Editorial: What you don’t know about football


The smell of hot dogs, burgers and beer wafts through the air. The stadium erupts with thousands of fans chanting and cheering as they support their favorite teams.

Families and friends sit with one another decked out in team apparel, sharing high fives and smiles when they watch their team score a touchdown.

Whether you’re at a stadium, in the comforts of your own home or at a sports bar, people from all backgrounds will gather together to watch America’s favorite game, football.

In 2016, the NFL made $13 billion in revenue — $3.5 billion more than any other global sports league. This largely stems from fees that television networks pay the NFL. But revenue drivers include local factors as well, such as ticket costs, local sponsorship sales and merchandise.

What could the NFL’s stakeholders have to complain about as a top money-making industry in America?

Well, how about the fact that football players are at a high risk of developing Chronic Traumatic Encephalopathy?

CTE is a degenerative brain disease that is found in people who have experienced constant and repetitive brain trauma. Symptoms resulting from this disease include memory loss, confusion, dementia and depression.

CTE can only be diagnosed after death, and at that point, there is obviously nothing doctors can do.

Studies show that approximately 90 percent of tested brains from former football players had CTE.

NFL athletes are highly profitable, so why aren’t efforts being made to actually protect players from their brains’ inevitable destruction?

It is important to note that this trauma doesn’t only happen to professional athletes. Anyone who is hit enough during this contact sport is at a high risk of being affected by CTE — including college players.

It seems as though the research and protection of professional players’ health is not a priority for the NFL. As a result, college players, who are recruited for the sole purpose of driving their team to victory, are affected as well.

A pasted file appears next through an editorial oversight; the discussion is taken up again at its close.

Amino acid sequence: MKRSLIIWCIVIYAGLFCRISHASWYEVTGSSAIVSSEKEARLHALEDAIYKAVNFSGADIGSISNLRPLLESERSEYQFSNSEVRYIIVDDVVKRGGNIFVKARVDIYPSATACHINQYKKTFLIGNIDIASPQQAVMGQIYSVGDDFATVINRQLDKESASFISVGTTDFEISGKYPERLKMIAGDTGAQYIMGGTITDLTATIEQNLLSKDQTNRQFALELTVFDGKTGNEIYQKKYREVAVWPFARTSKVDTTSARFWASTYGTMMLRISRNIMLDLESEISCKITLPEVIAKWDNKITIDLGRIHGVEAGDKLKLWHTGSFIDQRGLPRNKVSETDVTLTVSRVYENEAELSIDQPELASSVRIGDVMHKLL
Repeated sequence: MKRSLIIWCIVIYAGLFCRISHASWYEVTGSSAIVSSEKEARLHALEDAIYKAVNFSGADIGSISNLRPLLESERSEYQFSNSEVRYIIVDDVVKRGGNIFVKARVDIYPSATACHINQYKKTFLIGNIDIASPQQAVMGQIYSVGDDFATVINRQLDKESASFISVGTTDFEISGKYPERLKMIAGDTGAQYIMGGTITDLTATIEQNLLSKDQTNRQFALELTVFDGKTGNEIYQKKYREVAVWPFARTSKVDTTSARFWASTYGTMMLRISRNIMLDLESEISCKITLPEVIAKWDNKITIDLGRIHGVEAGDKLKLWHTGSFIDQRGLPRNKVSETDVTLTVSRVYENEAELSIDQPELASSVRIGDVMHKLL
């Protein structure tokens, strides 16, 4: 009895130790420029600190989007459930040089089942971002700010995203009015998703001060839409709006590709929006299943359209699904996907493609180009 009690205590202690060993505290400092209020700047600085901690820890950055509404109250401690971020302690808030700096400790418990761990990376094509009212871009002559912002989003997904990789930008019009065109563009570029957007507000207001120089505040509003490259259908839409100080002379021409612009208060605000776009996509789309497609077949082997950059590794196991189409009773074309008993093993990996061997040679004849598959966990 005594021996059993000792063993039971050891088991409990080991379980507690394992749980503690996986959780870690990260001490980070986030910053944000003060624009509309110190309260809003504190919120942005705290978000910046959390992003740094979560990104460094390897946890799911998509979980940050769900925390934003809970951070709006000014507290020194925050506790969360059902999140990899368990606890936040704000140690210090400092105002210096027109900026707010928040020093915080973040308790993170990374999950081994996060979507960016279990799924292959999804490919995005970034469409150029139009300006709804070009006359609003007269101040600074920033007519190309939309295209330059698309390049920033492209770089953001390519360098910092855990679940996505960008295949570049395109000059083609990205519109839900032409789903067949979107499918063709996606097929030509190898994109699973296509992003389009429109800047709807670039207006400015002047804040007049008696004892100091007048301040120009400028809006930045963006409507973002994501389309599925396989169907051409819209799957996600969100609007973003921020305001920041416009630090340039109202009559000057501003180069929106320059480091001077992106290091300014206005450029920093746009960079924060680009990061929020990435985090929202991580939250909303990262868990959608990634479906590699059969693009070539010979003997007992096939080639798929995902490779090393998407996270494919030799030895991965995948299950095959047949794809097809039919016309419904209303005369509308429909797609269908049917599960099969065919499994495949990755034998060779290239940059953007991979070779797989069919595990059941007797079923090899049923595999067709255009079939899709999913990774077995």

The concept of the trickle-down system applies here. The NFL doesn’t prioritize the safety of their players when it comes to CTE, so the NCAA doesn’t either.

Most college players who are good enough to play for a top college football team intend to continue to the NFL. Even during their time as undergraduate students, college players are often treated like professional players.

Universities use their football players to generate revenue.

These students devote all of their time and energy to becoming the best players possible, which might mean neglecting the educational aspect of college.

This might mean neglecting their safety and health.

College coaches and administrations even encourage student players to prioritize going hard in practices and winning games over discovering passions beyond football.

Why are teenagers given the opportunity to attend premier institutions and not even have a true opportunity to learn and study?

We, as football fans, put pressure on football players whether we know it or not. It is a vicious cycle.

It is hard to stop watching football. And because consumers fund the NFL, regardless of immoral practices, the NFL has no reason to discontinue its behavior. So, if the NFL ignores CTE as an issue, why would colleges fix their practices?

Football, the sport we love so much, has a dark underside. The industry that most of America funds has nasty implications for the men who actually play.

Keep in mind that athletes aren’t invincible.

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  1. Amy Charles '89 on

    We could talk about the racial composition of the teams, too.
    What was the name of the story? “Battle Royale”? That one’s from the 1960s, isn’t it. Long enough ago for one, two, three, four generations of young white people to come across it and discover the same old thing as news. But on the betting goes anyhow, with the same kind of people putting up the players and the same drunk fools in the stands over and over again.

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